For Better or For Worse - Quincy News, Weather, Sports, and Radio

For Better or For Worse


Imagine getting married, but less than a year later, your spouse is charged with murder. Christine Lovelace is living that story. Her husband may never come home. While some believe he's guilty of a heinous crime, she's standing by him, for better or for worse.

The memory of their wedding day brings joy to Christine Lovelace.

"We have a love story," Christine said. "It's a beautiful love story."

She met Curtis Lovelace when they were classmates at Quincy High School in the mid 1980s.

"He was my senior high homecoming date," Christine said. "We joke about how we were opposites."

Curt was the athlete.

"My focus was on singing or dancing or pageants and stuff like that," Christine said.

But, they didn't stay together.

"As we grew, we went separate ways," she said.

Curt married another high school classmate, Cory Didriksen. They had four children. Then, on Valentine's Day, 2006, Cory died at age 38.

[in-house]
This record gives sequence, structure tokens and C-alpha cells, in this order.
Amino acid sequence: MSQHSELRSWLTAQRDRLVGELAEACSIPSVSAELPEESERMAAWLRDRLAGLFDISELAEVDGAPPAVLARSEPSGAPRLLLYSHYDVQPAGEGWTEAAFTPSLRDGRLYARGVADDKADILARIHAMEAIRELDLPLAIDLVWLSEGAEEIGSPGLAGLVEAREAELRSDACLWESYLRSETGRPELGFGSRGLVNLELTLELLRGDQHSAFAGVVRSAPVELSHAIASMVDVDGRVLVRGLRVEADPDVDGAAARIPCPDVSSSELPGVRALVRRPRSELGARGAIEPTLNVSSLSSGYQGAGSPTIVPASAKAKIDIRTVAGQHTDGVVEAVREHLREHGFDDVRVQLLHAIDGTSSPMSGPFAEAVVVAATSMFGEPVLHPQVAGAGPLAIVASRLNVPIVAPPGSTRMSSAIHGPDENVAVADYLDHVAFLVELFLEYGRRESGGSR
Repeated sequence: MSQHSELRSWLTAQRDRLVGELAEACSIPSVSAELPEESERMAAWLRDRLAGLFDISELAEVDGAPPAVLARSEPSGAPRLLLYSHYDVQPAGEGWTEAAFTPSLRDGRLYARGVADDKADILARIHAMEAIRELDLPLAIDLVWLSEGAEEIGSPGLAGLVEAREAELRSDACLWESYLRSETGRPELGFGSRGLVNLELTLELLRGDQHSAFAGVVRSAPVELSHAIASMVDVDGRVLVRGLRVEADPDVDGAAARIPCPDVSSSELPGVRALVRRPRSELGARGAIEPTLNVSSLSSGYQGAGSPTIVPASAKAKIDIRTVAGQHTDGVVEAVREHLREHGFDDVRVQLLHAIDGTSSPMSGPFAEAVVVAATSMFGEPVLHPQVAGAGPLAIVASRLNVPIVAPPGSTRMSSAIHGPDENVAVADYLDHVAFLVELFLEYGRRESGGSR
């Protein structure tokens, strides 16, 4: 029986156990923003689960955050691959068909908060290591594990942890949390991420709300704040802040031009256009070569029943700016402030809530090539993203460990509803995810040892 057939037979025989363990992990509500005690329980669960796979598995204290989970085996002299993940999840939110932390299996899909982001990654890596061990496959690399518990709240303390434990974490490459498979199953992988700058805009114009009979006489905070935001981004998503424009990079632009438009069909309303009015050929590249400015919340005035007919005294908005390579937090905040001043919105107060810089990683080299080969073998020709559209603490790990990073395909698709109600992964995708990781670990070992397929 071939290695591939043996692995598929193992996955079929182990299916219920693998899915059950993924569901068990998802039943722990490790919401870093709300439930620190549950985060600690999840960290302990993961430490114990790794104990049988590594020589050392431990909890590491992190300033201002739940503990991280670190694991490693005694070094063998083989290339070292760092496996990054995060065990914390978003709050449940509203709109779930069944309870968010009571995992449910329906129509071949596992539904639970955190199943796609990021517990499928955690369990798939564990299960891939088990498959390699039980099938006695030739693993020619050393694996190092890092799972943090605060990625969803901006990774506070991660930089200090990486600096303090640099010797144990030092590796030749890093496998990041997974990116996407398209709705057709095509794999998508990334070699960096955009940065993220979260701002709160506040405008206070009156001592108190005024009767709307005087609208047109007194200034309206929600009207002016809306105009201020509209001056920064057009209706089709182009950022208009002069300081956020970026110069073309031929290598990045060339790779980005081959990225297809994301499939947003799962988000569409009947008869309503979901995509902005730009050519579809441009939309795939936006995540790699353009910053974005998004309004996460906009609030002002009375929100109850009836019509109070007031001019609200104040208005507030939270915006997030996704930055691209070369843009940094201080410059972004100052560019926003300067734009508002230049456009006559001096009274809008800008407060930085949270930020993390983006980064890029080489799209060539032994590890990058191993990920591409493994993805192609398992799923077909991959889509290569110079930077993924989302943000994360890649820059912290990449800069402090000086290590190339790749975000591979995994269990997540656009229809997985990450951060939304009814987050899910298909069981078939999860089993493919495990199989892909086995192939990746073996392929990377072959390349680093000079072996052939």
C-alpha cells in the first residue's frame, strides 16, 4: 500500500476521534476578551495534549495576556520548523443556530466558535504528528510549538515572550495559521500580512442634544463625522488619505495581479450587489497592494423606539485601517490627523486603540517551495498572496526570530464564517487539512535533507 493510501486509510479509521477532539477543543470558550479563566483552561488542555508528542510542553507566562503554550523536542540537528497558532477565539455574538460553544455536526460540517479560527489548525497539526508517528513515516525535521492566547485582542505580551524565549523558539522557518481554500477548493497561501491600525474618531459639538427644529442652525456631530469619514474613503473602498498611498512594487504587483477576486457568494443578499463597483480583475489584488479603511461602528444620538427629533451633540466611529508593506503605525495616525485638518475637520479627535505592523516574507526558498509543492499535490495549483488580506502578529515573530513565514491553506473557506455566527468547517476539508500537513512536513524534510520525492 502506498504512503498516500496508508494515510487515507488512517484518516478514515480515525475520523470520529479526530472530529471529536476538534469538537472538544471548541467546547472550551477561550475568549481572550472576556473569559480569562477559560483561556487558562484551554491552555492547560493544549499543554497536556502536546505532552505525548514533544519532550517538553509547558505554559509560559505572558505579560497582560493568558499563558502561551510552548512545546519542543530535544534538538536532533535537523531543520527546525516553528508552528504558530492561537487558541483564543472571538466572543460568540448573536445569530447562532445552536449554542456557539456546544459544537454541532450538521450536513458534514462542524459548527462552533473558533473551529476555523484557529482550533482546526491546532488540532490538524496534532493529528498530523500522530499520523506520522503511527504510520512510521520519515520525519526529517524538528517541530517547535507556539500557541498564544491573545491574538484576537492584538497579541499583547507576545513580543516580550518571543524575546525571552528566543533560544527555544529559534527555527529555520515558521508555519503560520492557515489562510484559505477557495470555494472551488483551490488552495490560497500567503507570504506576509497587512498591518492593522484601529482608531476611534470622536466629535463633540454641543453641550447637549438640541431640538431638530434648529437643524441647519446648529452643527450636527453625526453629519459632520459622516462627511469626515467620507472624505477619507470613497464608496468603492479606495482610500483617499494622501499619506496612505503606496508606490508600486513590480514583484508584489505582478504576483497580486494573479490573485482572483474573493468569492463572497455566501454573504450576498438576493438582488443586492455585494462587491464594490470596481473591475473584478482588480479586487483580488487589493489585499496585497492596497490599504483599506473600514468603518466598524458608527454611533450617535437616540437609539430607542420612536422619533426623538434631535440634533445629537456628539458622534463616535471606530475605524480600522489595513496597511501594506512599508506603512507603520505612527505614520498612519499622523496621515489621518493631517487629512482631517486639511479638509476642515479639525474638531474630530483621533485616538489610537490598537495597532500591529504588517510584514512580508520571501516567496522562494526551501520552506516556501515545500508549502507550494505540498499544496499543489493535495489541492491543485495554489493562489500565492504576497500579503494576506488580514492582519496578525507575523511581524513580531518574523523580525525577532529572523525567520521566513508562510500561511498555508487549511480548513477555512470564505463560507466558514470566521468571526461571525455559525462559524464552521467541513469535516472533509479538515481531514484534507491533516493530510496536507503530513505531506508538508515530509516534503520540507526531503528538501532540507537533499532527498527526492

Curtis Lovelace later remarried, divorced, and reconnected with his old high school flame, Christine, through social media.

"Some time in 2013, we found ourselves in the same place in Minneapolis, Minnesota," she said. "He went there for the army for training."

They started dating and married the day after Christmas that same year. A few months later, Christine adopted Curt and his late-wife Cory's three young sons.

But the new life Curt and Christine began came to a halt just eight months later, when he was indicted and arrested for first degree murder. He had been accused of suffocating Cory back in 2006. He went on trial 18 months later.

"When the trial time got here, it just became very, very scary," she said. "That our whole lives, my husband's whole future, our family's future, are in the hands of these 12 who will choose what is our fate."

Christine believes her husband is innocent.

"We were hopeful and prayerful that my husband would be coming home," Christine said. 

But after a mistrial, another jury will decide Curtis Lovelace's fate.

"We are trying to get back on a path to fight, and that's where we've been for 18 months, and we're clearly gonna have to stay there unless Mr. Parkinson or whoever he works with decides not to try this case," Christine said. "And we're hoping for that."

Curtis Lovelace's retrial is scheduled for May 31 and prosecutors say they remain confident in their case, and expect to call more expert witnesses in round two. 

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